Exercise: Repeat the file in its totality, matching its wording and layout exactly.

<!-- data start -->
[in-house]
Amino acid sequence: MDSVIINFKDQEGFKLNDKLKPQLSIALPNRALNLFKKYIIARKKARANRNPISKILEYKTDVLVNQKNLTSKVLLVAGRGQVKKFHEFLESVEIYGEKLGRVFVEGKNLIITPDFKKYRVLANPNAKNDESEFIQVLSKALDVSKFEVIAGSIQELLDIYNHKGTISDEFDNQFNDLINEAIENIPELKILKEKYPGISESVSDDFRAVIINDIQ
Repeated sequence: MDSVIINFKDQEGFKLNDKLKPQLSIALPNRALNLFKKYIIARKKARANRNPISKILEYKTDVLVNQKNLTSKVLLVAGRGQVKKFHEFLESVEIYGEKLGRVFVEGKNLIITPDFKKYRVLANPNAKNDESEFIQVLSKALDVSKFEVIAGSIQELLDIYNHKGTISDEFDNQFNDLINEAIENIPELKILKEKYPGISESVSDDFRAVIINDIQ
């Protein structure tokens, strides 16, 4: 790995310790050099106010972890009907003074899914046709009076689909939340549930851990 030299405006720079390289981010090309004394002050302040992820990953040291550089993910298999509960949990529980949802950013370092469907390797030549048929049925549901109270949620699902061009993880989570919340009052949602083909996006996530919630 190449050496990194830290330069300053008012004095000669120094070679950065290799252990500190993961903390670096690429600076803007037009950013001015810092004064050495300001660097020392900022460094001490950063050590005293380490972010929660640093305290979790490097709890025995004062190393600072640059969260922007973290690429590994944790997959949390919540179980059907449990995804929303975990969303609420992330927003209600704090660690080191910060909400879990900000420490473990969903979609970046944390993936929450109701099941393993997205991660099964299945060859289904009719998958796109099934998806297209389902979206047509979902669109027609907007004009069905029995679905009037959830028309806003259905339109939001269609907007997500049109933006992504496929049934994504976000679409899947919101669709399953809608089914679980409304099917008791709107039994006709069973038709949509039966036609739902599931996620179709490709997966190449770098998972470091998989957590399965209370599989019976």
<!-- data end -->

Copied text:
[in-house]
Amino acid sequence: MDSVIINFKDQEGFKLNDKLKPQLSIALPNRALNLFKKYIIARKKARANRNPISKILEYKTDVLVNQKNLTSKVLLVAGRGQVKKFHEFLESVEIYGEKLGRVFVEGKNLIITPDFKKYRVLANPNAKNDESEFIQVLSKALDVSKFEVIAGSIQELLDIYNHKGTISDEFDNQFNDLINEAIENIPELKILKEKYPGISESVSDDFRAVIINDIQ
Repeated sequence: MDSVIINFKDQEGFKLNDKLKPQLSIALPNRALNLFKKYIIARKKARANRNPISKILEYKTDVLVNQKNLTSKVLLVAGRGQVKKFHEFLESVEIYGEKLGRVFVEGKNLIITPDFKKYRVLANPNAKNDESEFIQVLSKALDVSKFEVIAGSIQELLDIYNHKGTISDEFDNQFNDLINEAIENIPELKILKEKYPGISESVSDDFRAVIINDIQ
């Protein structure tokens, strides 16, 4: 790995310790050099106010972890009907003074899914046709009076689909939340549930851990 030299405006720079390289981010090309004394002050302040992820990953040291550089993910298999509960949990529980949802950013370092469907390797030549048929049925549901109270949620699902061009993880989570919340009052949602083909996006996530919630 190449050496990194830290330069300053008012004095000669120094070679950065290799252990500190993961903390670096690429600076803007037009950013001015810092004064050495300001660097020392900022460094001490950063050590005293380490972010929660640093305290979790490097709890025995004062190393600072640059969260922007973290690429590994944790997959949390919540179980059907449990995804929303975990969303609420992330927003209600704090660690080191910060909400879990900000420490473990969903979609970046944390993936929450109701099941393993997205991660099964299945060859289904009719998958796109099934998806297209389902979206047509979902669109027609907007004009069905029995679905009037959830028309806003259905339109939001269609907007997500049109933006992504496929049934994504976000679409899947919101669709399953809608089914679980409304099917008791709107039994006709069973038709949509039966036609739902599931996620179709490709997966190449770098998972470091998989957590399965209370599989019976």